disk space hogged
I would appreciate any advice on the following problem that I
have run twice during this week.
I found that at some point someone hogs all the disk space on
my RedHat 9 workstation: "df -k /dev/hdc2" shows that all
60 GBytes on my hard disk (/dev/hdc2) are used, and there is
zero free space left on it. This seems to be correct - when
I try to write to the disk "echo Hello > /hello.txt", I am
getting messages "no space left on the device".
However, if I try to find out which file(s) take so much of
disk space by executing "du -k / | tail", this command's output
says that there are only 30 GB worth of files and directories
under "/" (root dir). Apparently 'df' and 'du' have disagreement
regarding how much disk space used and how much is left free.
If I reboot my workstation, and execute 'd'f and 'du' again,
they both will agree that there are 30 GB used disk space, and
30 GB left free.
I am really confused who hogs all the disk space, and why
'du' fails to report it. I would appreciate any advice on this
I am running RedHat 9 (original installation, no upgrades) on
pretty much standard PC (Pentium 4 2.0 GHz, 1 GB RAM, Matrox G550
video, 3COM905B network card, CDROM and single 60 GB Hitachi
hard disk at /dev/hdc). I am not doing anything particularly
unusual - GNome is running, Xsnow (toy X Windows applications
with Santa and Rudolph running across the screen), couple of
Bash shells, Emacs, and Firefox. I actually suspect Firefox
to cause this problem (since this problem start happening out
of the blue after I have upgraded Firefox to 188.8.131.52 couple of
weeks ago), but at the moment I can't prove it.
So how can I find out which process or file hogs all the
free space on disk ?
Thanks and Regards,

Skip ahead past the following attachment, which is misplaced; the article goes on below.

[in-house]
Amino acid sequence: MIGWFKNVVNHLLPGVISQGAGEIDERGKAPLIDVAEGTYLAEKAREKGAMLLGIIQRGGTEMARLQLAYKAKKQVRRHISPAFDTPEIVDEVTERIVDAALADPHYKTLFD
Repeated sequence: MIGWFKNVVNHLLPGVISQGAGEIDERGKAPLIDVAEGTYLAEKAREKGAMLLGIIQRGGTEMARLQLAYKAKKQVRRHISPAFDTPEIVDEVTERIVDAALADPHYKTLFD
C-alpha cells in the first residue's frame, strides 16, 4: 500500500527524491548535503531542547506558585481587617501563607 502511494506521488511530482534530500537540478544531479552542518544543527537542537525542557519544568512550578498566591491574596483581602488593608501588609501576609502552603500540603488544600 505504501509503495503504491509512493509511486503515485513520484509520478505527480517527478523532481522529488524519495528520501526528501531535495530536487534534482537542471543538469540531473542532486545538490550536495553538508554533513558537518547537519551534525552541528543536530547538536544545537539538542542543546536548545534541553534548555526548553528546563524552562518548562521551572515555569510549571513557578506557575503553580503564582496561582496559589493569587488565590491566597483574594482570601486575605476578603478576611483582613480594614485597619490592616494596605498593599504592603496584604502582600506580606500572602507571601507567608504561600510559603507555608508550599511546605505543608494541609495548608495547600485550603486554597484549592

Re: disk space hogged
On 2006-12-29, nobody <firstname.lastname@example.org> wrote:[color=blue]
> If I reboot my workstation, and execute 'd'f and 'du' again,
> they both will agree that there are 30 GB used disk space, and
> 30 GB left free.[/color]
The missing space could go in a file that has been unlinked (the file
name has disappearead from the directory) but some process has still
an open file handler, so the file is still 'there' and the space is
used, but the file itself can no longer be seen or accounted for by
new processes. Rebooting remove the file handler and then clear the
space used by the "invisible" file.
> I am running RedHat 9 (original installation, no upgrades)[/color]
That thing is almost 10 years old, it would be better to upgrade to
something more up-to-date.
> So how can I find out which process or file hogs all the
> free space on disk ?[/color]
Using fuser and lsof, and checking which processes are active when
the problem arises.
Politics is the art of looking for trouble, finding it everywhere, diagnosing
it incorrectly, and applying the wrong remedies.
-- Julius Henry "Groucho" Marx ([url]http://en.wikiquote.org/wiki/Groucho_Marx[/url])